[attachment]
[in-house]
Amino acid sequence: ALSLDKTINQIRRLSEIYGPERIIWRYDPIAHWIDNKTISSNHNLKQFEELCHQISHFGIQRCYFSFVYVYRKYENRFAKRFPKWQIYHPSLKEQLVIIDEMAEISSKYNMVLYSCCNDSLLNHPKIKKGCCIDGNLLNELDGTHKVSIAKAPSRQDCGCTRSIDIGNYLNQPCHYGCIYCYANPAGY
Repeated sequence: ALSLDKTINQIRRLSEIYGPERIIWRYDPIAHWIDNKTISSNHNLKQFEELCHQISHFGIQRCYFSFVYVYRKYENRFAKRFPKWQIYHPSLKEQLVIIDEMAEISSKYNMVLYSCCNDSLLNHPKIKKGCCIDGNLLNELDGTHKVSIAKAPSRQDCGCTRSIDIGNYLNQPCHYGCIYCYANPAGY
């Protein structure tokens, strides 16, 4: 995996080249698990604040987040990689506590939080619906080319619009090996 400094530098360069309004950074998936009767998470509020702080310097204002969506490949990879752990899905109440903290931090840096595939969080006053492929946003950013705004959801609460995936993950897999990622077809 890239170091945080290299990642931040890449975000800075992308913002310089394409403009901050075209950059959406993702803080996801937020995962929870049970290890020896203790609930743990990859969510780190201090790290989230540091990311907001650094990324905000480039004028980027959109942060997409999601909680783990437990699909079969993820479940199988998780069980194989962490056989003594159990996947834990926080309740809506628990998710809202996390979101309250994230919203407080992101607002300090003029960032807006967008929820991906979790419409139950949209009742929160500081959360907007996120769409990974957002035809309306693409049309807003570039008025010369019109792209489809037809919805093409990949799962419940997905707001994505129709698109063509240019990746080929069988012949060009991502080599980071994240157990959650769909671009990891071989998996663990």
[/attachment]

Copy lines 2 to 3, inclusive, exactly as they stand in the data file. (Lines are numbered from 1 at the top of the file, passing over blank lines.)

Amino acid sequence: ALSLDKTINQIRRLSEIYGPERIIWRYDPIAHWIDNKTISSNHNLKQFEELCHQISHFGIQRCYFSFVYVYRKYENRFAKRFPKWQIYHPSLKEQLVIIDEMAEISSKYNMVLYSCCNDSLLNHPKIKKGCCIDGNLLNELDGTHKVSIAKAPSRQDCGCTRSIDIGNYLNQPCHYGCIYCYANPAGY
Repeated sequence: ALSLDKTINQIRRLSEIYGPERIIWRYDPIAHWIDNKTISSNHNLKQFEELCHQISHFGIQRCYFSFVYVYRKYENRFAKRFPKWQIYHPSLKEQLVIIDEMAEISSKYNMVLYSCCNDSLLNHPKIKKGCCIDGNLLNELDGTHKVSIAKAPSRQDCGCTRSIDIGNYLNQPCHYGCIYCYANPAGY